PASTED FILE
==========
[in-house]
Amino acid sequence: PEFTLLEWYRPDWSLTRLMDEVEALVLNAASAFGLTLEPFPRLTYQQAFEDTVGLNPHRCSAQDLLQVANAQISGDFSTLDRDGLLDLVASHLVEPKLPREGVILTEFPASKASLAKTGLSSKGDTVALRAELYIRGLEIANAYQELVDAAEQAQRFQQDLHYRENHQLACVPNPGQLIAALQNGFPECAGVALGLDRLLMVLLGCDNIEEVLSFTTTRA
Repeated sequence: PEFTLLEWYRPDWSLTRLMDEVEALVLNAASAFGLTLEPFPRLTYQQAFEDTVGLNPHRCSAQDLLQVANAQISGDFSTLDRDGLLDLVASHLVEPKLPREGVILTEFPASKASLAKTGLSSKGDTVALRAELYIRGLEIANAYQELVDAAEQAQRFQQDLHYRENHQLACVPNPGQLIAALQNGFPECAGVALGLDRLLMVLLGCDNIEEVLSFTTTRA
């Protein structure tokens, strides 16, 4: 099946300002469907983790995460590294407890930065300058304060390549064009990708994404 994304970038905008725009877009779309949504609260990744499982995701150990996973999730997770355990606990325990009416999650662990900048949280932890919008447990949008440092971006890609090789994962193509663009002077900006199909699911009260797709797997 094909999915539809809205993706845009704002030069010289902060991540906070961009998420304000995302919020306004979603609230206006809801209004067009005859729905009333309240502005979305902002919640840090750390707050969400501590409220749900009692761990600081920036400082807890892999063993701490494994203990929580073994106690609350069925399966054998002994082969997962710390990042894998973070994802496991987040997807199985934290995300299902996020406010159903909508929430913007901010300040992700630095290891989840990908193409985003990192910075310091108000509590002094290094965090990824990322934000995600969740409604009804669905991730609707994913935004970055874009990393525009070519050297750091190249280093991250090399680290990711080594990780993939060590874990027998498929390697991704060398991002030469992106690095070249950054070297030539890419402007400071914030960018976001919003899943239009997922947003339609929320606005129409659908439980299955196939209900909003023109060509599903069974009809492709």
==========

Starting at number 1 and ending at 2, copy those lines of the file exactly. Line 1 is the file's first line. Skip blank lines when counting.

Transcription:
[in-house]
Amino acid sequence: PEFTLLEWYRPDWSLTRLMDEVEALVLNAASAFGLTLEPFPRLTYQQAFEDTVGLNPHRCSAQDLLQVANAQISGDFSTLDRDGLLDLVASHLVEPKLPREGVILTEFPASKASLAKTGLSSKGDTVALRAELYIRGLEIANAYQELVDAAEQAQRFQQDLHYRENHQLACVPNPGQLIAALQNGFPECAGVALGLDRLLMVLLGCDNIEEVLSFTTTRA